Navigating Around the PTSD STARTLE RESPONSE

Ever feel like you can’t move, talk, come home, wake them, or enter a room without triggering your PTSD survivor? Welcome to the world of PTSD! Unfortunately, there is no magic solution that will erase the original trauma or eradicate the ensuing perpetual survival mode. Originally a life-saving defense mechanism, the involuntary exaggerated startle response is now just one of many symptoms that continues to plague those with post-traumatic stress.

Since PTSD deeply and profoundly impacts all those close to the PTSD survivor, how do loved ones best deal with this startle response so as not to trigger them? Here are 5 things that might help:

1. Remember it is not something they can control. They probably dislike it just as much as we loved ones do.

2. Keep in mind that it is an involuntary survival response to trauma. They will never totally get over the life-threatening experience(s) that catapulted them into emergency survival mode…24/7.

3. Do your best to give gentle notices that you are home or entering the room. Before coming near them try speaking softly, or wearing a jingly bell or chain, or perhaps humming a song, or turning on the lights, or spraying their favorite fragrance.

4. Avoid any loud sudden noises (door slamming, dishes banging, etc.). And if there are kids around, teach them to do their best to not do anything that may be a trigger.

5. Talk with them about how you can help avoid startling them. Communicating when everyone is calm is the key.

 

Learn about each other, remembering that the world of PTSD is a two-way street. We as loved ones are also part of the fallout, and we need to be aware of our needs as well. Don’t be surprised if we too find ourselves easily startled! Stay connected with good peer support so you know you are not alone. Celebrate the small victories, and hang in there! It will never be perfect, but as a work in progress it can be good. 🙂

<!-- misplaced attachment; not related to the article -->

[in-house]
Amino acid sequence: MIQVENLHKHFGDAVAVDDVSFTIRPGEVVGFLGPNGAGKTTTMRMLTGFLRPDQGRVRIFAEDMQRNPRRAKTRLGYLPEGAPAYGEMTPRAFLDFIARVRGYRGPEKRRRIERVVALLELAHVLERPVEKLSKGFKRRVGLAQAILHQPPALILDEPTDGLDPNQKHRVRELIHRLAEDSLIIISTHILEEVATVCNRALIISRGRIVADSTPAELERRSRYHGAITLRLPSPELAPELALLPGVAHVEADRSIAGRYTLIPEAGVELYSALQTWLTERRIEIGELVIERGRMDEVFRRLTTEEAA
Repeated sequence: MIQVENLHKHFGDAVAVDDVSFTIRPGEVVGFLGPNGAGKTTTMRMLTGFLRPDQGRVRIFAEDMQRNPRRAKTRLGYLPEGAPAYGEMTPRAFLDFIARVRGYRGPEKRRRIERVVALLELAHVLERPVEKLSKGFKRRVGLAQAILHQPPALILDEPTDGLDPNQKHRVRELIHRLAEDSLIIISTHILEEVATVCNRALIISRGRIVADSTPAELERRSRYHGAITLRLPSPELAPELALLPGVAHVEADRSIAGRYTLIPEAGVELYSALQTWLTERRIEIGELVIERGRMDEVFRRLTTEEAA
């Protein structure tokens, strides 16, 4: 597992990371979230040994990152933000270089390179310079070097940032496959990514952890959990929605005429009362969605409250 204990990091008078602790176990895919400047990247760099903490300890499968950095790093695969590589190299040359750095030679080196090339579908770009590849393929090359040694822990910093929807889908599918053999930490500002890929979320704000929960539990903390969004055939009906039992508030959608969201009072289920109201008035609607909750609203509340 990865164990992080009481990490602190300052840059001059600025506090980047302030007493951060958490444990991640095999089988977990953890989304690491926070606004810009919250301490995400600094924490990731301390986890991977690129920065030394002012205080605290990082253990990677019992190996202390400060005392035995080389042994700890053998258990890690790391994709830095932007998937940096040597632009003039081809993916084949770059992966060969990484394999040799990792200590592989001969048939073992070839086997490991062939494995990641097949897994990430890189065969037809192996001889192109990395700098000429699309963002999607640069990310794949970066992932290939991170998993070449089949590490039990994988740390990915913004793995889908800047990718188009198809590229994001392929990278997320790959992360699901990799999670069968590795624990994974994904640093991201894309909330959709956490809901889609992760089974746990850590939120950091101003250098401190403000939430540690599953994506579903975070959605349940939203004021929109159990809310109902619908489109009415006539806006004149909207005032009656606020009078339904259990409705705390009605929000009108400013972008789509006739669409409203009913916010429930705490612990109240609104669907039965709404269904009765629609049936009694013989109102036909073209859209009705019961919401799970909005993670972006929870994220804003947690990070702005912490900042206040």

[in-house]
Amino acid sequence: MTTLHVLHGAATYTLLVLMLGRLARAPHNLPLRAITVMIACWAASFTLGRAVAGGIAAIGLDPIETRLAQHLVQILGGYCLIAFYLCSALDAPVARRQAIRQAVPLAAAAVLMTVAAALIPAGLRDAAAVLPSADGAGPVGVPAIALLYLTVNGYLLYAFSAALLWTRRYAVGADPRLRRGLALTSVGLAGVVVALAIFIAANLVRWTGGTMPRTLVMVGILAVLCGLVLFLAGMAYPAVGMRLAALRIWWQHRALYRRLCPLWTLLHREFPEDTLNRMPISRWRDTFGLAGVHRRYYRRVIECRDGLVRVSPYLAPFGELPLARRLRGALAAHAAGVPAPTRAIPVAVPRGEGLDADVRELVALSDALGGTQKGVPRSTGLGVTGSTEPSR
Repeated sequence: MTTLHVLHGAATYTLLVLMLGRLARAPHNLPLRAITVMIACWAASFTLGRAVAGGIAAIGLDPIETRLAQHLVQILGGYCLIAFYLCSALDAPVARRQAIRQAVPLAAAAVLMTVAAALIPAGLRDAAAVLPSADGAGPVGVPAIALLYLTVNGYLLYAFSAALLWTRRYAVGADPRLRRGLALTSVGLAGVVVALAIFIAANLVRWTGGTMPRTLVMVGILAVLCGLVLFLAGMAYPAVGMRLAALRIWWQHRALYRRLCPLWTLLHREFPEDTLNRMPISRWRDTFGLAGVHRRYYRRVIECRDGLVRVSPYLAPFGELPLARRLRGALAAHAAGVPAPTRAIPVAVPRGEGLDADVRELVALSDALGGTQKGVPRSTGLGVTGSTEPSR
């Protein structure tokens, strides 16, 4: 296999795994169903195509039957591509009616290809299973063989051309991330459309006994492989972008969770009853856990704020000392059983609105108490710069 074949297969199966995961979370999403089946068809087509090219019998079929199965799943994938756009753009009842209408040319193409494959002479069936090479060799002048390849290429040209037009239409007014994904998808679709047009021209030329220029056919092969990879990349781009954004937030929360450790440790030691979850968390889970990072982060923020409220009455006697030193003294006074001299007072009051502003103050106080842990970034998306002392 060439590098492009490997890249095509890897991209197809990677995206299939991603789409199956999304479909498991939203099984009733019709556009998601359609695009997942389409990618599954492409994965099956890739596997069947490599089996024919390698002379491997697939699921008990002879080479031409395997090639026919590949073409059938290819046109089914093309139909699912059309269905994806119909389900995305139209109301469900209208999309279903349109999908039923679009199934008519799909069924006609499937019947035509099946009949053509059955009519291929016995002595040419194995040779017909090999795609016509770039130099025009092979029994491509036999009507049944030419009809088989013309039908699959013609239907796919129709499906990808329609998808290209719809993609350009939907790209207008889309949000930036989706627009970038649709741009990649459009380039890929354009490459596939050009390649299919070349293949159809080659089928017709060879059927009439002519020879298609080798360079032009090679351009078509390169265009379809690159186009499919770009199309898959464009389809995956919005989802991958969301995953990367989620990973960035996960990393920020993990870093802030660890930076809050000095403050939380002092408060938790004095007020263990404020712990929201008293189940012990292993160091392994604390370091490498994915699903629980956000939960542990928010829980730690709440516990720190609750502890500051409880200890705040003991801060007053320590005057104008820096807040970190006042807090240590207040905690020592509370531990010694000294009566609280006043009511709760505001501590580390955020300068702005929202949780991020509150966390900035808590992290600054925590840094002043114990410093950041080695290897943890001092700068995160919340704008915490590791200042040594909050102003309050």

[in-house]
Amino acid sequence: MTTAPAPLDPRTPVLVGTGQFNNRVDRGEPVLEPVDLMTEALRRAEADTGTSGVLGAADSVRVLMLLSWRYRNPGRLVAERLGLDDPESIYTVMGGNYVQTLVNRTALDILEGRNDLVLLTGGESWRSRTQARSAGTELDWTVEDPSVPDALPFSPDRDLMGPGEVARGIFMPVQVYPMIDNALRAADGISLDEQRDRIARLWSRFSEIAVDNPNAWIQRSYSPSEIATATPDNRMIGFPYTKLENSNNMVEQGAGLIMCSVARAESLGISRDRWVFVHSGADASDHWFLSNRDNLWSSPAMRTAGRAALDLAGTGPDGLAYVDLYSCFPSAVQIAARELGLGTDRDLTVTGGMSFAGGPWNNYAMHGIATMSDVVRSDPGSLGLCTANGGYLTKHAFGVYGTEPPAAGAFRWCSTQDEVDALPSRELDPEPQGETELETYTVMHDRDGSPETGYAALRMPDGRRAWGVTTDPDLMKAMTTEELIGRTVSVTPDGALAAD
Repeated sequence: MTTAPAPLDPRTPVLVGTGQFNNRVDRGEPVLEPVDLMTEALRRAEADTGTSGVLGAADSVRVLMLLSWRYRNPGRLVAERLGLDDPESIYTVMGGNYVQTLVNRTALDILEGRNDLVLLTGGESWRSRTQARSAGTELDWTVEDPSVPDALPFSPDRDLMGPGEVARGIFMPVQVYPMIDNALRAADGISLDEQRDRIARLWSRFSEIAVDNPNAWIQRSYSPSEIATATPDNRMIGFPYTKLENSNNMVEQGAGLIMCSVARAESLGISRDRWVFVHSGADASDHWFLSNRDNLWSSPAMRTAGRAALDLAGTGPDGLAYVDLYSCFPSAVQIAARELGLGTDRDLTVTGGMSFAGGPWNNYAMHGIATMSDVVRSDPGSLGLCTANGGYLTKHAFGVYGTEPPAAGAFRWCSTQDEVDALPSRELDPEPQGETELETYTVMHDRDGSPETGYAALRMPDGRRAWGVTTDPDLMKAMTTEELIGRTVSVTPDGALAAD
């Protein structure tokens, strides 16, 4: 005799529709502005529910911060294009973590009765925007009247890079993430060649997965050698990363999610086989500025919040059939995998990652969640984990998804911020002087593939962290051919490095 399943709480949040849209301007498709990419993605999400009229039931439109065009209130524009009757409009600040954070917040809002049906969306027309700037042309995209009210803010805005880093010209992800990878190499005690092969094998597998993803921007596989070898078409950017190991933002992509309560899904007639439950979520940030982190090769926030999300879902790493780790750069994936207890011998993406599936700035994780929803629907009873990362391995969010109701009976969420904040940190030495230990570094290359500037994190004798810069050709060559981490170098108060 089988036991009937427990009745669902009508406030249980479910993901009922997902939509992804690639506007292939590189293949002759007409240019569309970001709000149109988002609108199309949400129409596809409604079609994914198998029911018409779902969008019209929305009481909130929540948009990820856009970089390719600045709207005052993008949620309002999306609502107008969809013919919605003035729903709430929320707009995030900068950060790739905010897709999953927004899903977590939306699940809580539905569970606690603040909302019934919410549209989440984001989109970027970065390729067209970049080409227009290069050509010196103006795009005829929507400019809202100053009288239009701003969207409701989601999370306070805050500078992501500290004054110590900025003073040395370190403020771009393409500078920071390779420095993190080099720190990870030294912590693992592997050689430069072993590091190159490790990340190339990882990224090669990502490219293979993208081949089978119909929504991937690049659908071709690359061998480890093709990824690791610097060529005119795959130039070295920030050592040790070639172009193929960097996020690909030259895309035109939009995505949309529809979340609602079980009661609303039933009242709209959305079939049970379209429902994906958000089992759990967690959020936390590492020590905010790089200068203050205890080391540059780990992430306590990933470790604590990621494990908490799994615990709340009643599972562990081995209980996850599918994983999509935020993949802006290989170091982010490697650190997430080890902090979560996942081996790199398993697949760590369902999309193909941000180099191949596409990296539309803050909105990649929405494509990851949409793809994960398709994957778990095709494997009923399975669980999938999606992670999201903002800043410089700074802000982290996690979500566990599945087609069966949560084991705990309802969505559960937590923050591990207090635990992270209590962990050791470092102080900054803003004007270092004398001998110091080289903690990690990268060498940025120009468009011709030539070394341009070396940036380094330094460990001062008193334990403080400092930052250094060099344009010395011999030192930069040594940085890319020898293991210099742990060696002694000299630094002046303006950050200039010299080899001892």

Welby O’Brien is crazy about her Veteran husband, and together they face the daily challenges of PTSD. Holding a Master’s Degree in counseling from Portland State University and a teaching degree from Biola University, based on her own life journey she has authored LOVE OUR VETS: Restoring Hope for Families of Veterans with PTSD (www.LoveOurVets.org), Good-bye for Now (grief support), and Formerly A Wife (divorce support). She is also a contributing author to Chicken Soup for the Soul: Divorce and Recovery, Chicken Soup for the Soul: The Spirit of America, as well as Shepherding Women in Pain. Welby initiated and continues to facilitate the spouse and family support network known as Love Our Vets – PTSD Family Support, LLC. Join Welby and thousands of others on Facebook: Love Our Vets – PTSD Family Support, LLC on Facebook.

 

 

 


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